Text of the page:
Implicit conversions
When constants and variables of different types are mixed
in the same expression, C compiler will convert them to the same type
automatically (``implicit conversion'')
unless they are already casted to the same type.
The following topics contain more details about implicit conversions:
Characters and integers
Any of the following may be used
in an expression where an int or
unsigned int may be used.

char

short int

A char, short, or int bitfield

The signed or unsigned varieties of any of the above types

An object or bitfield that has enumeration type
If an int can represent all values of the original
type, the value is converted to an int; otherwise
it is converted to an unsigned int.
This process is called integral promotion.
Compilation mode dependencies that affect unsigned types

Under compilation mode Xk or Xt, unsigned char
and unsigned short are promoted to unsigned int.

Under compilation mode Xa, Xc, or Xm,
unsigned char and unsigned short
are promoted to int.
Signed and unsigned integers

When an integer is converted to another
integral type, the value is unchanged if the value can
be represented by the new type.

If a negative signed integer is converted to an
unsigned integer with greater size,
the signed integer is first promoted to the signed
integer corresponding to the unsigned integer.
Integral and floating
When a floating type is converted to any integral
type, any fractional part is discarded.
Float and double
A float is promoted to double
or long double,
or a double is promoted to long double
without a change in value.
The actual rounding behavior that is used when a floating point
value is converted to a smaller floating point value depends
on the rounding mode in effect at the
time of execution.
The default rounding mode is ``round to nearest.''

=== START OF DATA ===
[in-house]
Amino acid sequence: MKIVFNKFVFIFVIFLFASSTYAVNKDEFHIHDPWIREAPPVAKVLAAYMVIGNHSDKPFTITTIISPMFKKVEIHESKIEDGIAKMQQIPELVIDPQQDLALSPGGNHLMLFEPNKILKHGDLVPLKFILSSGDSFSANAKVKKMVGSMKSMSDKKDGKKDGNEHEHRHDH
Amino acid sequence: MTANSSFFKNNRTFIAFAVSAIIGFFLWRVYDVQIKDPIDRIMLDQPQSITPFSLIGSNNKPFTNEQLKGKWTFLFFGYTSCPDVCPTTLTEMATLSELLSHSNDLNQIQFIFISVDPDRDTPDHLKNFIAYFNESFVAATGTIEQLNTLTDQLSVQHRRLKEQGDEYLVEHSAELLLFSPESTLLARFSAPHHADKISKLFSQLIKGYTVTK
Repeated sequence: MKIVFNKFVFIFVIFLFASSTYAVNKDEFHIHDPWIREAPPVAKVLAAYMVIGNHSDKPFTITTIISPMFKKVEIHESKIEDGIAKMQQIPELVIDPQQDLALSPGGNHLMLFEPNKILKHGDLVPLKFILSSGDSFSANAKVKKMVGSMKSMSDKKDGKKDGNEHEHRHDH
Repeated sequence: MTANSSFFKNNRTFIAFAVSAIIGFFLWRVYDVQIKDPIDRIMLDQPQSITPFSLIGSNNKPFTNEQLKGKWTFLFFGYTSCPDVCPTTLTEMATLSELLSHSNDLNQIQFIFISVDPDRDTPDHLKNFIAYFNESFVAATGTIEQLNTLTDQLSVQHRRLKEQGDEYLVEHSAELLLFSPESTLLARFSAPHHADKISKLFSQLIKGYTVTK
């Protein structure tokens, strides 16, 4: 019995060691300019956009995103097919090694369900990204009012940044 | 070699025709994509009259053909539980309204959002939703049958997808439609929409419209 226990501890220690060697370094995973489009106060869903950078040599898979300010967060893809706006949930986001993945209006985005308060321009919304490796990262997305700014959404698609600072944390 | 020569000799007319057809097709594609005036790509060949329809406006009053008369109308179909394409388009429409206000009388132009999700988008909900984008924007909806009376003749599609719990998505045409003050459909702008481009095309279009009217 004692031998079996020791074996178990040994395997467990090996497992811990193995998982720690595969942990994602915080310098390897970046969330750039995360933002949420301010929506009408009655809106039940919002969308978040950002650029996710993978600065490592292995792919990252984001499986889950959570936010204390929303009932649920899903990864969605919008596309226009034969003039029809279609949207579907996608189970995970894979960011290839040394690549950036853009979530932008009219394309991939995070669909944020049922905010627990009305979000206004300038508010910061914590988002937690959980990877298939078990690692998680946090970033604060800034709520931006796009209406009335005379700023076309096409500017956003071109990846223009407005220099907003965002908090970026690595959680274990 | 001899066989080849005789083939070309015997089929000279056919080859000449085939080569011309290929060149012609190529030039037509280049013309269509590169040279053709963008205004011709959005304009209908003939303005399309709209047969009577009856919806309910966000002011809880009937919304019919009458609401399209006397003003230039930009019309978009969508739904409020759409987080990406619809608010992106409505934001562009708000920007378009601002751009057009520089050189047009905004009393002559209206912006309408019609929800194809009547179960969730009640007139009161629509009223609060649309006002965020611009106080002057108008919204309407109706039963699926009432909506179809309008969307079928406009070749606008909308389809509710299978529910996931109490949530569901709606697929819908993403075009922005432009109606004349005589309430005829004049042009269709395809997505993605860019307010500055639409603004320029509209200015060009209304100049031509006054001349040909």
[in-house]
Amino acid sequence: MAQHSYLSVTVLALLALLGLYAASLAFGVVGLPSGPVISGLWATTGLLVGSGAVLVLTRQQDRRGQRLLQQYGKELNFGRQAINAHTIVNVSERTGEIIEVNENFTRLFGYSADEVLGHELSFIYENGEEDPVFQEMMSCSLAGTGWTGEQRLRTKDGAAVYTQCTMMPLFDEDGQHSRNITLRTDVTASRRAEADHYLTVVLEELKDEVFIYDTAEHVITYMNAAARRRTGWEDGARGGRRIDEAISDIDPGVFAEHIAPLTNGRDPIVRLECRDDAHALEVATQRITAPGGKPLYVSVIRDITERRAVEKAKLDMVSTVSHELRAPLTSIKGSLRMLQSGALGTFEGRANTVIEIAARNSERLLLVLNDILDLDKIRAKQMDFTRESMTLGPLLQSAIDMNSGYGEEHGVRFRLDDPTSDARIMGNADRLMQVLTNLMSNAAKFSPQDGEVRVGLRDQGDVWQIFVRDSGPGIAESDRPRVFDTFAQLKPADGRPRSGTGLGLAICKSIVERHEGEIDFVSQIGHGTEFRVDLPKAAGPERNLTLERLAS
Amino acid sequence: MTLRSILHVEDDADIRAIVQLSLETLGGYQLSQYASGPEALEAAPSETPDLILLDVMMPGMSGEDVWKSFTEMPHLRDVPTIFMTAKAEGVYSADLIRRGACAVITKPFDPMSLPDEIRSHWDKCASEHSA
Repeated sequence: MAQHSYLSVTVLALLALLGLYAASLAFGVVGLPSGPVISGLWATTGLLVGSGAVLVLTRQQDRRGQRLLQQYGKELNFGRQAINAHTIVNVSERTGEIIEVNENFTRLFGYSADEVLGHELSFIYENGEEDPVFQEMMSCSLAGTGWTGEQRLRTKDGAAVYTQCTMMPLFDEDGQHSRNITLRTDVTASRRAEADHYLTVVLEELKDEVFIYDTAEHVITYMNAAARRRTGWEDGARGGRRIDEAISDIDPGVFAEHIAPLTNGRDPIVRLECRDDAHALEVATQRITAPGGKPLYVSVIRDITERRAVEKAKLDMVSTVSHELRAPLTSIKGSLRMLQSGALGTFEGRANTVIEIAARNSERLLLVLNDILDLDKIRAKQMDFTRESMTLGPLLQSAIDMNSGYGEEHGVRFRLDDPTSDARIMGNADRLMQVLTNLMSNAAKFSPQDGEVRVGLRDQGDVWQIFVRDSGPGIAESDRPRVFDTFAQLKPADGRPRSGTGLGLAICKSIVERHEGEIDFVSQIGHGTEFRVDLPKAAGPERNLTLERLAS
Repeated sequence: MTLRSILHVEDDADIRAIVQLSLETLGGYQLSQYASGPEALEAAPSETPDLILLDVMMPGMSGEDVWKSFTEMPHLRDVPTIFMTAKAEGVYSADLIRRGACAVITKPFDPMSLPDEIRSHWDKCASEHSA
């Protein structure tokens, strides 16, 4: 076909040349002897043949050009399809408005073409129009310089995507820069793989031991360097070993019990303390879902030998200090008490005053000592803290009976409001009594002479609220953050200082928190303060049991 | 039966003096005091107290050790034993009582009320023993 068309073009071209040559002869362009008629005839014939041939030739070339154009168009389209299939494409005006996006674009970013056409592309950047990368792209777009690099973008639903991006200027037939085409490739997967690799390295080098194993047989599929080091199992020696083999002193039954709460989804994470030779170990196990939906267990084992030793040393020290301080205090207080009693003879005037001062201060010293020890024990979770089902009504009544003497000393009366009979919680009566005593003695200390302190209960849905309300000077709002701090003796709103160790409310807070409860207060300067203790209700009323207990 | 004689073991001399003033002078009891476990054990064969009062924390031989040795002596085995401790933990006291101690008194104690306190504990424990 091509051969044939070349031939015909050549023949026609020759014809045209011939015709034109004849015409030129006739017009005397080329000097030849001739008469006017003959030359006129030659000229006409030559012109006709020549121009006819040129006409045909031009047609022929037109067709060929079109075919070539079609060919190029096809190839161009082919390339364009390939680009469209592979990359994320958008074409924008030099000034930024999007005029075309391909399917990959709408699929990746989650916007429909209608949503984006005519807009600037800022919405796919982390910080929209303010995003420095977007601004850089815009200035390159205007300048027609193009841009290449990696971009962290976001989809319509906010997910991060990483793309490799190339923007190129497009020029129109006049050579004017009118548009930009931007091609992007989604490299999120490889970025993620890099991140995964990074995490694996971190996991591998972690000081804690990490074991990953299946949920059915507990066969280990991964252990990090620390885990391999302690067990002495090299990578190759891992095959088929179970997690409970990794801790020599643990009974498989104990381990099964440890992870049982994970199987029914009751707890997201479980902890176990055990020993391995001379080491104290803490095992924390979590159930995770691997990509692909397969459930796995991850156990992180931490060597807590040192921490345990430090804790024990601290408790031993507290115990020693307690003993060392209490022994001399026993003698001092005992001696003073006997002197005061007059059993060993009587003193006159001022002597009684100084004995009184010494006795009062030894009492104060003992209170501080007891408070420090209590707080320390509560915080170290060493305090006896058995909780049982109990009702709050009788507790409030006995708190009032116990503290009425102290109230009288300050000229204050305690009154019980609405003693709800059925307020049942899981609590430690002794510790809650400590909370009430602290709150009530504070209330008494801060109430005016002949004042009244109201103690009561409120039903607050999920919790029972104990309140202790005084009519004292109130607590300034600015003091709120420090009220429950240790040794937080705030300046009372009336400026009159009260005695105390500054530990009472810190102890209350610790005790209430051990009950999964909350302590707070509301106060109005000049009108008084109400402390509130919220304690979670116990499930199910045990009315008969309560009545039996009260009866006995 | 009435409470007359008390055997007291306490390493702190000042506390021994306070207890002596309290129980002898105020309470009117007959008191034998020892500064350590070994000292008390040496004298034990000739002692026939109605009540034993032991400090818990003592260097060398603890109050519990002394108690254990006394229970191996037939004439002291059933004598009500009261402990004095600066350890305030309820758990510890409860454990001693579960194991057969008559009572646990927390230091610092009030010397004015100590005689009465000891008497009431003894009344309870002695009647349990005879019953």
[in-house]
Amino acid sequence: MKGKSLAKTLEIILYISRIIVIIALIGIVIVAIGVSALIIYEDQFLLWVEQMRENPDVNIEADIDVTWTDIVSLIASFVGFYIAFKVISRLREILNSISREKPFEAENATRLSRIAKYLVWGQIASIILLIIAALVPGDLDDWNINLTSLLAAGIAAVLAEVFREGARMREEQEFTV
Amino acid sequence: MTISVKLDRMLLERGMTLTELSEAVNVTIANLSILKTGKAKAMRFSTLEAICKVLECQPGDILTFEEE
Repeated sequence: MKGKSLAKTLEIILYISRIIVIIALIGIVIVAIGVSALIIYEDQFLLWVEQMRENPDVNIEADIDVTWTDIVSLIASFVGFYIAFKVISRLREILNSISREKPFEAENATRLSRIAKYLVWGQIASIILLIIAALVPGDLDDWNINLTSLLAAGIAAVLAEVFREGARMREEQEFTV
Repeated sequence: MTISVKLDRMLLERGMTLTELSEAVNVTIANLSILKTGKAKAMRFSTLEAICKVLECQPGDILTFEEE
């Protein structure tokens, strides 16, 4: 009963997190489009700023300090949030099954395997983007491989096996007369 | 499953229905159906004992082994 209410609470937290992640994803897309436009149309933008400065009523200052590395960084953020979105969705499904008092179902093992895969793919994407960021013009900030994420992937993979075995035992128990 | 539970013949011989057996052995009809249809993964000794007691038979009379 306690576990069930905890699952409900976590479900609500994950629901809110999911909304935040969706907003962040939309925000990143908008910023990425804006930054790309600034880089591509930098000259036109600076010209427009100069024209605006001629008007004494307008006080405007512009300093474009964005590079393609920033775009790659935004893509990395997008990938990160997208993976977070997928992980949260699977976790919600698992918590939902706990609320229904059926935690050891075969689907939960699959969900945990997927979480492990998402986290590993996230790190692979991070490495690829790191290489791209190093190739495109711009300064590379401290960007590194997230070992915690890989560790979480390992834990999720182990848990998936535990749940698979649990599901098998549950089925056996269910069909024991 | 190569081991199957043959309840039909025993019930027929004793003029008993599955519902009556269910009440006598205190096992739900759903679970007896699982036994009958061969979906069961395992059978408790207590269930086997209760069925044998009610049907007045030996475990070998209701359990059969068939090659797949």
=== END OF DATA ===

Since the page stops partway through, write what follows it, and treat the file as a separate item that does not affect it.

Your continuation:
See ``Floating Point Operations'' and
the IEEE Standard for Binary FloatingPoint Arithmetic
(ANSI/IEEE Std 7541985) for a more complete discussion
of rounding modes.
Usual arithmetic conversions
Some binary operators convert the types
of their operands in order to yield a common type,
which is also the type of the result.
These are called the usual arithmetic conversions:

If either operand is type long double,
the other operand is converted to
long double.

Otherwise, if either operand has type double,
the other operand is converted to double.

Otherwise, if either operand has type float,
the other operand is converted to float.

Otherwise, the integral promotions are performed on
both operands.
Then, these rules are applied:

If either operand has type unsigned long int,
the other operand is converted to unsigned long int.

Otherwise, if one operand has type
long int
and the other has type
unsigned int,
both operands are converted to
unsigned long int.

Otherwise, if either operand has type long int,
the other operand is converted to
long int.

Otherwise if either operand has type unsigned int,
the other operand is converted to unsigned int.

Otherwise, both operands have type int.
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Expressions
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Conversions and expressions
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